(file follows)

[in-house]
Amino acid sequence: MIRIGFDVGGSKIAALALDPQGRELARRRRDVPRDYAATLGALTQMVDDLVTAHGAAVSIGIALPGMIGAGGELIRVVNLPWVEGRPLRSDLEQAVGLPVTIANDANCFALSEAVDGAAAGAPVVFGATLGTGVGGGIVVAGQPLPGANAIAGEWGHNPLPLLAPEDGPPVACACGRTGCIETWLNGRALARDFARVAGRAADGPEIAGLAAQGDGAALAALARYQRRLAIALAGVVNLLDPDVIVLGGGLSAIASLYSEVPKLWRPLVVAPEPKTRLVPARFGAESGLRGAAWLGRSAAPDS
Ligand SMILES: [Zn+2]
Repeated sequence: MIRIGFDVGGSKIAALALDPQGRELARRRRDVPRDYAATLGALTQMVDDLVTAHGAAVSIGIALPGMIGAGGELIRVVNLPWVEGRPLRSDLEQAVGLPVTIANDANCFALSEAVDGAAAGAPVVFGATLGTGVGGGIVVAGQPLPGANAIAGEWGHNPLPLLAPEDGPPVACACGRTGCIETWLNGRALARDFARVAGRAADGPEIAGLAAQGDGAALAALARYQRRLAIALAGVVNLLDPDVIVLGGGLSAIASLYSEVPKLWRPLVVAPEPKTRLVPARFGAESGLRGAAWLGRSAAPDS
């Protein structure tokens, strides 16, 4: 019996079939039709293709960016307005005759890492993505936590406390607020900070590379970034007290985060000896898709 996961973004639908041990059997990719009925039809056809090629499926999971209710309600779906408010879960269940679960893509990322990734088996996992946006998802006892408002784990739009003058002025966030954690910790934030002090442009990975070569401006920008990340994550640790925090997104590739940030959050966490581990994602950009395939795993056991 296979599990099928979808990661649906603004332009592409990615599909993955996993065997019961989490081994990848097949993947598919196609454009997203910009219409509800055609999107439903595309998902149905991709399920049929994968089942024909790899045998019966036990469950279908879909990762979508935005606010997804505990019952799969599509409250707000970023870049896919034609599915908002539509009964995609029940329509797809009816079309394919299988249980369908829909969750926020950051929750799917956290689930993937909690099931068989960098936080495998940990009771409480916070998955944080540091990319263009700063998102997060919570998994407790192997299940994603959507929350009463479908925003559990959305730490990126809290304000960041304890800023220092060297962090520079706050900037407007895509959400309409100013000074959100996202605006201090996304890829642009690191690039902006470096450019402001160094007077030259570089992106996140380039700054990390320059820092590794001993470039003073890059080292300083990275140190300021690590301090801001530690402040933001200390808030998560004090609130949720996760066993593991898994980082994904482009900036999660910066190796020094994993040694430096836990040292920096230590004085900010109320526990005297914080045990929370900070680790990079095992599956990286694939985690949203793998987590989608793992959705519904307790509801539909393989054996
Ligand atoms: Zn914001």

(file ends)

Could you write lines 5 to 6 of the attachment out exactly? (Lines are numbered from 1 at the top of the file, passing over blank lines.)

């Protein structure tokens, strides 16, 4: 019996079939039709293709960016307005005759890492993505936590406390607020900070590379970034007290985060000896898709 996961973004639908041990059997990719009925039809056809090629499926999971209710309600779906408010879960269940679960893509990322990734088996996992946006998802006892408002784990739009003058002025966030954690910790934030002090442009990975070569401006920008990340994550640790925090997104590739940030959050966490581990994602950009395939795993056991 296979599990099928979808990661649906603004332009592409990615599909993955996993065997019961989490081994990848097949993947598919196609454009997203910009219409509800055609999107439903595309998902149905991709399920049929994968089942024909790899045998019966036990469950279908879909990762979508935005606010997804505990019952799969599509409250707000970023870049896919034609599915908002539509009964995609029940329509797809009816079309394919299988249980369908829909969750926020950051929750799917956290689930993937909690099931068989960098936080495998940990009771409480916070998955944080540091990319263009700063998102997060919570998994407790192997299940994603959507929350009463479908925003559990959305730490990126809290304000960041304890800023220092060297962090520079706050900037407007895509959400309409100013000074959100996202605006201090996304890829642009690191690039902006470096450019402001160094007077030259570089992106996140380039700054990390320059820092590794001993470039003073890059080292300083990275140190300021690590301090801001530690402040933001200390808030998560004090609130949720996760066993593991898994980082994904482009900036999660910066190796020094994993040694430096836990040292920096230590004085900010109320526990005297914080045990929370900070680790990079095992599956990286694939985690949203793998987590989608793992959705519904307790509801539909393989054996
Ligand atoms: Zn914001």